Palm Sunday is celebrated with the Divine Liturgy, when the altar curtain reopens, after being closed for the period of Lent.
The celebration marks the triumphant entry of Jesus into Jerusalem as he rode on a donkey. Crowds gathered to greet him spreading cloaks and branches before him, shouting “Hosanna in the highest” to welcome the long awaited Messiah.
Following the Divine Liturgy, the Trnpatsek ceremony (Opening of the Doors) takes place.
The story of Palm Sunday itself is going through a door, as Jesus enters Jerusalem. In the Armenian Church, it’s also the doorway to Holy Week. The door is the vivid central image of Trnpatsek. This ceremony involves two voices, the priest and the deacon, each positioned on either side of the door (or the closed altar curtain).
The deacon, is outside, kneeling in front of the door or curtain as he pleads on behalf of the faithful for the Lord to open His Kingdom to us.
The priest, who is positioned behind the door, inside the church or near the altar, represent the voice of Jesus Christ, guarding the gates of the Kingdom.
The service commences with the words “Blessed is He who comes in the name of the Lord. From the Lord’s house, we praise You!” These words are from the book of Psalms. The crowds of Jerusalem shouted them at Jesus when he entered the city on the first Palm Sunday.
“Confess the Lord, for He is good; His mercy will last forever. Out of my distress I called on the Lord, but with the Lord on my side, I have no fear. The Lord is my strength and my might; He has become my Salvation. Open to me this door of righteousness, that I may enter through it and confess the Lord.”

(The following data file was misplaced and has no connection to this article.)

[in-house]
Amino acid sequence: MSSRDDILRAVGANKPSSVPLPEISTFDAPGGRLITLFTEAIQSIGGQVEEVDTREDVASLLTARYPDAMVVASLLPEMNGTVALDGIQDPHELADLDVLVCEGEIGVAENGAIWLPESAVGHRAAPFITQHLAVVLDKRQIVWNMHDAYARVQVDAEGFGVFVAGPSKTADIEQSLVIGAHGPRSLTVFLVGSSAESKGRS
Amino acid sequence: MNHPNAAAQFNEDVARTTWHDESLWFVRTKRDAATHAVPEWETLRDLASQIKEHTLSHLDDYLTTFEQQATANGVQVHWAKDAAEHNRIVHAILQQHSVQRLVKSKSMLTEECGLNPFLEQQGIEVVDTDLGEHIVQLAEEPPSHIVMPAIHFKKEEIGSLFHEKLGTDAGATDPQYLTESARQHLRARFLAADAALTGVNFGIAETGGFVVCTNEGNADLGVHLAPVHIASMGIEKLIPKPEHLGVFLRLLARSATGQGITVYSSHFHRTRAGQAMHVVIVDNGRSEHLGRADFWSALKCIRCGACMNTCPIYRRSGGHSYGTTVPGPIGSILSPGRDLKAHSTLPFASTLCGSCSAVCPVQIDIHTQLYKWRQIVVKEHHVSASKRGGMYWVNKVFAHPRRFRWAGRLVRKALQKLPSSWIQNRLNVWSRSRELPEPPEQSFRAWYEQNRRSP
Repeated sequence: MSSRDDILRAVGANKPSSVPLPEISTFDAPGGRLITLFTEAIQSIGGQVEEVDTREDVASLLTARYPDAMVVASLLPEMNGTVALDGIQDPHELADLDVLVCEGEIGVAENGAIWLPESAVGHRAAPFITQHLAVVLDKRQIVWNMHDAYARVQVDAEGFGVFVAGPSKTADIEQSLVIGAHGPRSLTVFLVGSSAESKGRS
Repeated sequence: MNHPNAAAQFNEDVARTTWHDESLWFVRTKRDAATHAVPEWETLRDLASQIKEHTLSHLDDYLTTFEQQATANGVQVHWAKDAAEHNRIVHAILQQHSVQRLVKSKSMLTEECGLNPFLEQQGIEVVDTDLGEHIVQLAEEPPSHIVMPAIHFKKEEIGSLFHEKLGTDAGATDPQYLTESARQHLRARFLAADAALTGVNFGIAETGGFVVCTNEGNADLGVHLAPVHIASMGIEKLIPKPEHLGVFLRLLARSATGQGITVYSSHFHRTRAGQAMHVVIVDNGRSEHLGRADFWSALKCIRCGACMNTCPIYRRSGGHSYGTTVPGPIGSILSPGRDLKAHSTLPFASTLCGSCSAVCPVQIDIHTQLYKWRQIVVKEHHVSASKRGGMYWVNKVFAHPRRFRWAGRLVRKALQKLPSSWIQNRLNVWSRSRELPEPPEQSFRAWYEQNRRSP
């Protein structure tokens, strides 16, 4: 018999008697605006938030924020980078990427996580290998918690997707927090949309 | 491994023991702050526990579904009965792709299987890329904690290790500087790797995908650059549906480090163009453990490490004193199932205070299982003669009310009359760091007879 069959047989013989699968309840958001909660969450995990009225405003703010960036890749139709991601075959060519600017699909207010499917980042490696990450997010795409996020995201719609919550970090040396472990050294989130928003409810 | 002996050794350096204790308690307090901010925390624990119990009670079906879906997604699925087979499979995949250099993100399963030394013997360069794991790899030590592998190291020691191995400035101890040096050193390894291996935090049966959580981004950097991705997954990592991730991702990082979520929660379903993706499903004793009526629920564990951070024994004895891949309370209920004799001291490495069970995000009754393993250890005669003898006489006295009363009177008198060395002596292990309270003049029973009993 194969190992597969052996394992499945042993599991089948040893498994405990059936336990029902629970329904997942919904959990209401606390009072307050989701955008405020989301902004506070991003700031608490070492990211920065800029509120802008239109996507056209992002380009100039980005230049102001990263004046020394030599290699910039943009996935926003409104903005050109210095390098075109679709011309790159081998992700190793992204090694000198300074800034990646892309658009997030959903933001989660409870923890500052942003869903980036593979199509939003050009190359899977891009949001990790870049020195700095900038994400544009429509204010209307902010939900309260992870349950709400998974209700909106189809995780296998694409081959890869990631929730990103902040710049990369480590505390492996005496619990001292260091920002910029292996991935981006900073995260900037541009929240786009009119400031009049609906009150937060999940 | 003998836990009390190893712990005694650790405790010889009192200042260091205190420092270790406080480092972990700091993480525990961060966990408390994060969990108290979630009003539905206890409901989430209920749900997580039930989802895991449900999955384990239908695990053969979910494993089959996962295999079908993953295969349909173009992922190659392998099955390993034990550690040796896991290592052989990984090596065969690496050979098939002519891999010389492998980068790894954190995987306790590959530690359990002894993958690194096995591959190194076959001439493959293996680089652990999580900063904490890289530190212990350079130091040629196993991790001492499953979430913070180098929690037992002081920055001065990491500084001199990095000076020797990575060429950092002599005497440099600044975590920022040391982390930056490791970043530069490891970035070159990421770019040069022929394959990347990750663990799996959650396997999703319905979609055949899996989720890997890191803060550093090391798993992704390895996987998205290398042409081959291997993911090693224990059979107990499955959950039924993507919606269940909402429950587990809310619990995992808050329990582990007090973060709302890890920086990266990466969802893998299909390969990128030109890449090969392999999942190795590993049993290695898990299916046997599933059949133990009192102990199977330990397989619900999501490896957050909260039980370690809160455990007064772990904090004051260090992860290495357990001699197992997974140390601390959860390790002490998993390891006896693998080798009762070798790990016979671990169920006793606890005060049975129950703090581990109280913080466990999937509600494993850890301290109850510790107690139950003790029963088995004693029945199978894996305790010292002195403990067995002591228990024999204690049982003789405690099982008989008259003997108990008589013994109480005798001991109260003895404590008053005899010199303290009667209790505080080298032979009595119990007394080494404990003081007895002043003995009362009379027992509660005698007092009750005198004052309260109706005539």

As the deacon is speaking for us, the faithful can join their voices with the deacon’s sharagan “Grant us vigilance…let the door of the mercy of the heavenly bridegroom be opened to us. You are my hope, O Lord…make me worthy of Your Holy Kingdom.” It’s at this point we hear the knock at the door as the deacon knocks three times. If the deacon is kneeling before the altar curtain, he strikes a wooden plank. All the while he chants the beautiful melody “Pats Mez Der” (Open for Us, Lord). “Open for us, Lord, the door of mercy, we cry to You lamenting.”
Now, from the other side of the door or curtain, we hear the priest, the voice of Christ calling to us “Come O blessed of My Father, inherit the Kingdom prepared for you from the beginning of the world.” It’s the answer all the faithful have been praying for. The doors open, the faithful enter the church and with spiritual joy we sing, “Open the doors of righteousness for me; Let me enter and confess the Lord.”
Trnpatsek points us to the true door and brings to life the words of Christ “I am the door; if anyone enters by Me, he will be saved.”
Palm Sunday is also proclaimed Children’s Blessing Day in the Armenian Apostolic Church. Traditionally, children come to Church with their families dressed in their Sunday best to partake in Holy Mass and a special blessing service before the altar. At the conclusion of the Church service, a procession is led outside the Church, by the celebrant, with the children holding decorated candles.
On Palm Sunday, churches are decorated with branches from willow trees and palm trees. Following a solemn morning service, the blessed branches are distributed to the faithful.
The triumphant entry of Jesus into Jerusalem introduces the historical events leading up to Christ’s betrayal, crucifixion and resurrection. Together with Lazarus Saturday, the day before, it also commences the dense liturgical time of Holy Week. With joyous shouts of “Hosanna to the Son of David! Blessed is the one who comes in the name of the Lord! Hosanna in the highest heaven!” the residents of Jerusalem greeted Jesus, telling those who were unsure of what was happing, “This is the prophet Jesus from Nazareth in Galilee.”
Jesus, Himself greeted as a prophet, was also the fulfillment and culmination of prophecies. This fulfillment is in part why we celebrate the Resurrection of Lazarus the week before Easter. Just like Jonah, who was in the belly of the great fish for three days, was a foreshadowing of Jesus’ Resurrection, so the resurrection of Lazarus anticipates the Resurrection of Christ, which all Christians celebrate on Easter.
Palm Sunday reminds each of us about the Coming of Christ, and teaches us to live in a manner that can make us worthy to stand before the Lord and exclaim: “Hosanna (Praise God)! Blessed is He who comes in the name of the Lord!”